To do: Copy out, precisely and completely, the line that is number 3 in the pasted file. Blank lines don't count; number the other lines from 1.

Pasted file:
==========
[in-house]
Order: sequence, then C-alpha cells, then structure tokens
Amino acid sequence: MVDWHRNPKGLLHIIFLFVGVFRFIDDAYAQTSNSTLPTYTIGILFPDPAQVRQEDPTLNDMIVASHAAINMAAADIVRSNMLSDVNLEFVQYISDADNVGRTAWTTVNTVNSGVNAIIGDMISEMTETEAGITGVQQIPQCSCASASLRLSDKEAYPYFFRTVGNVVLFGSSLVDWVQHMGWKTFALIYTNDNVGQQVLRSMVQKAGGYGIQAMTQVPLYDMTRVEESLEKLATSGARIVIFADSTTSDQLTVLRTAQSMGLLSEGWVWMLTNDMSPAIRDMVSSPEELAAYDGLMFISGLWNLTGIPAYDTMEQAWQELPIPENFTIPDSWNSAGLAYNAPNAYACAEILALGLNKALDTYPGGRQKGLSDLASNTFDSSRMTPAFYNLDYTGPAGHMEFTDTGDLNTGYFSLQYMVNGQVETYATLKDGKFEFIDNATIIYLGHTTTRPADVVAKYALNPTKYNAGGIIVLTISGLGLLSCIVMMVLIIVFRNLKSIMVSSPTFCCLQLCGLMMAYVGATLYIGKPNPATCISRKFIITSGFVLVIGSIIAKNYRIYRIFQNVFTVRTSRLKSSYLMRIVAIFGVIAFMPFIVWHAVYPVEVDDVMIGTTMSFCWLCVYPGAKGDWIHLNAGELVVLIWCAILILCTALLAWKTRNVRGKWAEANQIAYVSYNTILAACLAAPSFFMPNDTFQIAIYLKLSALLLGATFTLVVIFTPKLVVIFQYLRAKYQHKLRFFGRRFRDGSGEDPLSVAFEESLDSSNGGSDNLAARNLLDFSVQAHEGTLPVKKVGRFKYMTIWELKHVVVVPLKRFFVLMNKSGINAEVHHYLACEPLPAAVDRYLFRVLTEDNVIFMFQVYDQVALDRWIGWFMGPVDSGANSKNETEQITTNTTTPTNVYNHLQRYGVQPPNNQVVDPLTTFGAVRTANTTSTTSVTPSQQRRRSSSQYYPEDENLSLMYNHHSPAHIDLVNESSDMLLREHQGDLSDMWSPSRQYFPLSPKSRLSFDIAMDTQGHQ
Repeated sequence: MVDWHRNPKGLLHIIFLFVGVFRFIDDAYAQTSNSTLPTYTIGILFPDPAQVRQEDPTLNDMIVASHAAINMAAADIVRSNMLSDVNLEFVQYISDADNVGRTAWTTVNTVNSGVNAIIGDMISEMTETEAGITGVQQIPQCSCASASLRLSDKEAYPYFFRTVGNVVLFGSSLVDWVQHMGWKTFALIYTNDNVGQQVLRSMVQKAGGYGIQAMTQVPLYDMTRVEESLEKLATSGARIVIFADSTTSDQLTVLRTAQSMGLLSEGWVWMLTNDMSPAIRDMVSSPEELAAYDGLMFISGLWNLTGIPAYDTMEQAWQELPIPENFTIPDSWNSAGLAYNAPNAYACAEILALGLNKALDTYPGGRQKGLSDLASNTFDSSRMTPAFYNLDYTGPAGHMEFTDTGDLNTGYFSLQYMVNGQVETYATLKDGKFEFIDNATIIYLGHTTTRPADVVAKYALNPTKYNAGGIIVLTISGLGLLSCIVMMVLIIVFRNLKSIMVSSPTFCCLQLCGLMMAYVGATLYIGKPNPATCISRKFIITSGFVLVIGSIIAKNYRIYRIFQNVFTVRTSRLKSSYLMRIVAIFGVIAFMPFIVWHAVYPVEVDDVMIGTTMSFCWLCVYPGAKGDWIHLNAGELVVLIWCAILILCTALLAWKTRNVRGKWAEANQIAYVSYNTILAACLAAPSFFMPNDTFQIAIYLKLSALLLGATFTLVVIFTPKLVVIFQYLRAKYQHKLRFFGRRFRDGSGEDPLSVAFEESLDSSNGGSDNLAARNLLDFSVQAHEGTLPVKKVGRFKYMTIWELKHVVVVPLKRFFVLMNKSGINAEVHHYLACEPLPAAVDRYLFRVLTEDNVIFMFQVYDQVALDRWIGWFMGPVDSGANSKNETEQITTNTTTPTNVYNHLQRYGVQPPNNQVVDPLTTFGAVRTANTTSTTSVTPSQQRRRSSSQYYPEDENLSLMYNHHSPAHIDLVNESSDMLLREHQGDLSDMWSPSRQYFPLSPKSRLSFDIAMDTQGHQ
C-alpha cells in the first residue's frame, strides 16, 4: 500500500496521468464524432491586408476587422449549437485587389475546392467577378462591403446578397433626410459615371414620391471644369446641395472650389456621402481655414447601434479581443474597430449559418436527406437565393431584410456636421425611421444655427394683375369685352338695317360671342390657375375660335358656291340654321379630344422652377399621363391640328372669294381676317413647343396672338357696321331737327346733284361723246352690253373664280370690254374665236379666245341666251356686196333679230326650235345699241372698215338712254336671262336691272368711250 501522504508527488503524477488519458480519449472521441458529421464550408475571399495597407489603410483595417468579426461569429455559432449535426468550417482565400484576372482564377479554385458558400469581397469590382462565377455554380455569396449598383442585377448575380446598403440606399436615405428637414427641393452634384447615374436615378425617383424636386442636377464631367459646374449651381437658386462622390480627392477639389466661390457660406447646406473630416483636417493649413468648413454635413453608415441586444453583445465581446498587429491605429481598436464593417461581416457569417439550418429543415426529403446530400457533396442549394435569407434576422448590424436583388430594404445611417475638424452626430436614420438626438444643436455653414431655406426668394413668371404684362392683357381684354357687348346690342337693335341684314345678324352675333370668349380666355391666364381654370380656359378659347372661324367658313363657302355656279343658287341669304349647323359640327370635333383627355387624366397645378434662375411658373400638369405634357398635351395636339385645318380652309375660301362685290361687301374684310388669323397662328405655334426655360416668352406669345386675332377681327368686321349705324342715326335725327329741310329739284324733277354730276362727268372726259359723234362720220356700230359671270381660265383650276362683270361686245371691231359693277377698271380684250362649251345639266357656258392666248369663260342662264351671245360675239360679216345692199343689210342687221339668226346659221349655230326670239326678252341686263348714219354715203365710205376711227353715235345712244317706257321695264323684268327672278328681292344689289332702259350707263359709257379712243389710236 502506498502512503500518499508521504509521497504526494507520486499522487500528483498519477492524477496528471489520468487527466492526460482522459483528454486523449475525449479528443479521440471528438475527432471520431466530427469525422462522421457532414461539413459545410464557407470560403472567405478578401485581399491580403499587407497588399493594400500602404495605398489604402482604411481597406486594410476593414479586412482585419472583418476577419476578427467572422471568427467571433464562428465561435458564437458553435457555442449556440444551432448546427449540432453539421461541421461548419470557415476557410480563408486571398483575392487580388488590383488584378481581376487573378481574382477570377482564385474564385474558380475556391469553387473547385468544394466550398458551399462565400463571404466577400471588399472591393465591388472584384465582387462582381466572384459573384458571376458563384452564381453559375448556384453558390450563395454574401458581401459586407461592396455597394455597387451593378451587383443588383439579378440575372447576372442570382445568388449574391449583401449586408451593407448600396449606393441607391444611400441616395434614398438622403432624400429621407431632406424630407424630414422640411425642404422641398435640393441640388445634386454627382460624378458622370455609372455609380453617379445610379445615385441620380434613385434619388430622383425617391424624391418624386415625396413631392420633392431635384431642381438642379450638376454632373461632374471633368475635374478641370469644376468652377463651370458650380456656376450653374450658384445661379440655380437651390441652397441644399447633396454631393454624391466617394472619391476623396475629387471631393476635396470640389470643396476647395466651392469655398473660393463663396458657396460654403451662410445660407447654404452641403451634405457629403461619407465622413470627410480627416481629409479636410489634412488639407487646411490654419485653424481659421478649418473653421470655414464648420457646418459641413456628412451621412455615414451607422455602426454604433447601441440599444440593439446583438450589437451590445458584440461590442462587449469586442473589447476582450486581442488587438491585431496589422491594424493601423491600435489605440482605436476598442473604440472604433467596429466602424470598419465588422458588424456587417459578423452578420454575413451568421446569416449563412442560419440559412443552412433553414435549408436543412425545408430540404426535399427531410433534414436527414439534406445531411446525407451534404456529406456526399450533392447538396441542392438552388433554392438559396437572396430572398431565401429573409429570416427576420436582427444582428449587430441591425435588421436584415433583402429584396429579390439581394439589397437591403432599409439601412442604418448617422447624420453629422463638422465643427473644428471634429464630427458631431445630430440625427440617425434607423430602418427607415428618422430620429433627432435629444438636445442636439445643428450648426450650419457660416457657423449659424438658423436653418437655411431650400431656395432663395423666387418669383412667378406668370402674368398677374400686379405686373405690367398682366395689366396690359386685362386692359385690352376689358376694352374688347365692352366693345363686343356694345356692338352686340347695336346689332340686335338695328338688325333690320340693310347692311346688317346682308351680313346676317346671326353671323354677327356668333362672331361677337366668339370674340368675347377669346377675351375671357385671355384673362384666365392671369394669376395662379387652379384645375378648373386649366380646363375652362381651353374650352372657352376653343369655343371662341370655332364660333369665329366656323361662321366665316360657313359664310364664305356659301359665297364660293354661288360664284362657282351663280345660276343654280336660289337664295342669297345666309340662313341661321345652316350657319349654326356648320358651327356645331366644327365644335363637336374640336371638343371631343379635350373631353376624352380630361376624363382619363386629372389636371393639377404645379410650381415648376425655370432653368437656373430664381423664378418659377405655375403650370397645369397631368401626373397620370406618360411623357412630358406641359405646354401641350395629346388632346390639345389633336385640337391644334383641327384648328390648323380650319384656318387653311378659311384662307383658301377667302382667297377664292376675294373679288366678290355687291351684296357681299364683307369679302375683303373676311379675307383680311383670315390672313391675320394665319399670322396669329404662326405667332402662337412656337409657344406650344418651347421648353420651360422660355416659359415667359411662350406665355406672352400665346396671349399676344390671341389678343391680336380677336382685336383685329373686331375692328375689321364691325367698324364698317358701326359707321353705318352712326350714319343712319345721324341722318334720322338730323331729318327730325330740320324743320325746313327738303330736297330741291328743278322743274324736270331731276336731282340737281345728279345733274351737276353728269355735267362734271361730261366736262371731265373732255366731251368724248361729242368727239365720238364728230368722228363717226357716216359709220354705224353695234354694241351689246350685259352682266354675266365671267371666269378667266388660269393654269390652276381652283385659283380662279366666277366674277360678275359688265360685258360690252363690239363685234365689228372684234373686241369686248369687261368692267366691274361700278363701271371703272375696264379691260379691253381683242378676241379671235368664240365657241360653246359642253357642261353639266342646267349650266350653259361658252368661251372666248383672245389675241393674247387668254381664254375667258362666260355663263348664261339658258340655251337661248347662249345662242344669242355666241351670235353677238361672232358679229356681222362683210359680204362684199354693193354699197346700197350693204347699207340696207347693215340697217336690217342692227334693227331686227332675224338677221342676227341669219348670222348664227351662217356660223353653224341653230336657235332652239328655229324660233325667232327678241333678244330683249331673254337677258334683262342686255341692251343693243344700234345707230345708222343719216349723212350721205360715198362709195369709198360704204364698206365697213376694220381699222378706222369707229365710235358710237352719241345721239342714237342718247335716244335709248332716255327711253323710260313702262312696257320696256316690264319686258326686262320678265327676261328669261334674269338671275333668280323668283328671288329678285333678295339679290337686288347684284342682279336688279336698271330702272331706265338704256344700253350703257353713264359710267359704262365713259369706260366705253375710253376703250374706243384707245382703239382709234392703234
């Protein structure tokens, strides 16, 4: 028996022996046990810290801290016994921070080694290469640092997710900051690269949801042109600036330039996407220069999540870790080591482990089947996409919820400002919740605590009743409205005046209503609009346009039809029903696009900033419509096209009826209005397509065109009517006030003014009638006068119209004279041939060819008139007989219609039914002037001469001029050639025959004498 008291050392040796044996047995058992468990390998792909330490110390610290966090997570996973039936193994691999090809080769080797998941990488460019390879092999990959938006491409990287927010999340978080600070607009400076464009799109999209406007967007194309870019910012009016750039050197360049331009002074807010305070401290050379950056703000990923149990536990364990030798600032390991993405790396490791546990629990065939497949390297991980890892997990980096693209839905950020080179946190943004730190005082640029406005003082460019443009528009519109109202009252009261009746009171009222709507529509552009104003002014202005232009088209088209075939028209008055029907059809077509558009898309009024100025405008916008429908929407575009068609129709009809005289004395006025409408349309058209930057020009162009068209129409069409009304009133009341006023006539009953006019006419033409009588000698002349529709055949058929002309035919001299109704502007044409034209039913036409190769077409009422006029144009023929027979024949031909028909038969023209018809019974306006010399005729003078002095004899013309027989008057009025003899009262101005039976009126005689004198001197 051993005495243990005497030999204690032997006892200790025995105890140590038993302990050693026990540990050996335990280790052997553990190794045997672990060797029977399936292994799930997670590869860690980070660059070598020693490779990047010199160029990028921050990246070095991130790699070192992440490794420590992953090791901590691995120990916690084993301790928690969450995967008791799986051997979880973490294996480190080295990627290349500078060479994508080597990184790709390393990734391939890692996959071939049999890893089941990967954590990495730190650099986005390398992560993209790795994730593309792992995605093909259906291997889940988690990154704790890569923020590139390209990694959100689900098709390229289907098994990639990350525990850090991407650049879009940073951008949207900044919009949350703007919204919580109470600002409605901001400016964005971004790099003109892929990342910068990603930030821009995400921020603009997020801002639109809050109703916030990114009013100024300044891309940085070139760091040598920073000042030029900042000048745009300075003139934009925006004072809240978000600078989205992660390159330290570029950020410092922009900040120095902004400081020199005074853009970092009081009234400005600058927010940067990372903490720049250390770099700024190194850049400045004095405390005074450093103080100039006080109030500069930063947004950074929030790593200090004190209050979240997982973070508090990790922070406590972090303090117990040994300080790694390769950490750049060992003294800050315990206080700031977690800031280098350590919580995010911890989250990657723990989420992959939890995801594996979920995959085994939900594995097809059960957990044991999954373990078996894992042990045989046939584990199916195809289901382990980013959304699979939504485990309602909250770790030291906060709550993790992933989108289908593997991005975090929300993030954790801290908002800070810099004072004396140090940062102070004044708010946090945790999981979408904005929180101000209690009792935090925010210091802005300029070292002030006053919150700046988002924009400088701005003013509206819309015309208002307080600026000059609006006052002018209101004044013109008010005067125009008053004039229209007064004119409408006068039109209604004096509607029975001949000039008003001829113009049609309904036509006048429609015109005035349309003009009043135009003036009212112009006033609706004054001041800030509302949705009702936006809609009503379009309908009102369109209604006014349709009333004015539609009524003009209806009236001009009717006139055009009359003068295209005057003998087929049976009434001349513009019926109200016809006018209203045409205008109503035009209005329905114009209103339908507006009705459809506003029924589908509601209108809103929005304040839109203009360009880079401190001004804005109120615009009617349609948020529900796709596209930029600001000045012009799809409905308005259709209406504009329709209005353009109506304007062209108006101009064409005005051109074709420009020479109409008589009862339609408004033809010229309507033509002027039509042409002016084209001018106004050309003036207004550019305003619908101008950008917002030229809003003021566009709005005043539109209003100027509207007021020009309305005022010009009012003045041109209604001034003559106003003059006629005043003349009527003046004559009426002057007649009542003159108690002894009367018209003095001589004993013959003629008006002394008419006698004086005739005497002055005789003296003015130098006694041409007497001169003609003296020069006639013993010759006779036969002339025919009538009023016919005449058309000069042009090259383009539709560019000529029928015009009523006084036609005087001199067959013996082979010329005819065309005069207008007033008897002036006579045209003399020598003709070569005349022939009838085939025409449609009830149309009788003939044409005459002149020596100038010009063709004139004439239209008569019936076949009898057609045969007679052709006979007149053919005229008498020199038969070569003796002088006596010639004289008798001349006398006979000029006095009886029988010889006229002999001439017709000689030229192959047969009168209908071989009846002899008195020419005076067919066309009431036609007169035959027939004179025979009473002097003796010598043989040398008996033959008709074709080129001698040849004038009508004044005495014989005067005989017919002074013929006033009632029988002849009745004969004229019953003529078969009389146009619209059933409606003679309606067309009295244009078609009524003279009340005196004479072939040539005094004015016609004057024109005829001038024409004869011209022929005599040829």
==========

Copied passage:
Amino acid sequence: MVDWHRNPKGLLHIIFLFVGVFRFIDDAYAQTSNSTLPTYTIGILFPDPAQVRQEDPTLNDMIVASHAAINMAAADIVRSNMLSDVNLEFVQYISDADNVGRTAWTTVNTVNSGVNAIIGDMISEMTETEAGITGVQQIPQCSCASASLRLSDKEAYPYFFRTVGNVVLFGSSLVDWVQHMGWKTFALIYTNDNVGQQVLRSMVQKAGGYGIQAMTQVPLYDMTRVEESLEKLATSGARIVIFADSTTSDQLTVLRTAQSMGLLSEGWVWMLTNDMSPAIRDMVSSPEELAAYDGLMFISGLWNLTGIPAYDTMEQAWQELPIPENFTIPDSWNSAGLAYNAPNAYACAEILALGLNKALDTYPGGRQKGLSDLASNTFDSSRMTPAFYNLDYTGPAGHMEFTDTGDLNTGYFSLQYMVNGQVETYATLKDGKFEFIDNATIIYLGHTTTRPADVVAKYALNPTKYNAGGIIVLTISGLGLLSCIVMMVLIIVFRNLKSIMVSSPTFCCLQLCGLMMAYVGATLYIGKPNPATCISRKFIITSGFVLVIGSIIAKNYRIYRIFQNVFTVRTSRLKSSYLMRIVAIFGVIAFMPFIVWHAVYPVEVDDVMIGTTMSFCWLCVYPGAKGDWIHLNAGELVVLIWCAILILCTALLAWKTRNVRGKWAEANQIAYVSYNTILAACLAAPSFFMPNDTFQIAIYLKLSALLLGATFTLVVIFTPKLVVIFQYLRAKYQHKLRFFGRRFRDGSGEDPLSVAFEESLDSSNGGSDNLAARNLLDFSVQAHEGTLPVKKVGRFKYMTIWELKHVVVVPLKRFFVLMNKSGINAEVHHYLACEPLPAAVDRYLFRVLTEDNVIFMFQVYDQVALDRWIGWFMGPVDSGANSKNETEQITTNTTTPTNVYNHLQRYGVQPPNNQVVDPLTTFGAVRTANTTSTTSVTPSQQRRRSSSQYYPEDENLSLMYNHHSPAHIDLVNESSDMLLREHQGDLSDMWSPSRQYFPLSPKSRLSFDIAMDTQGHQ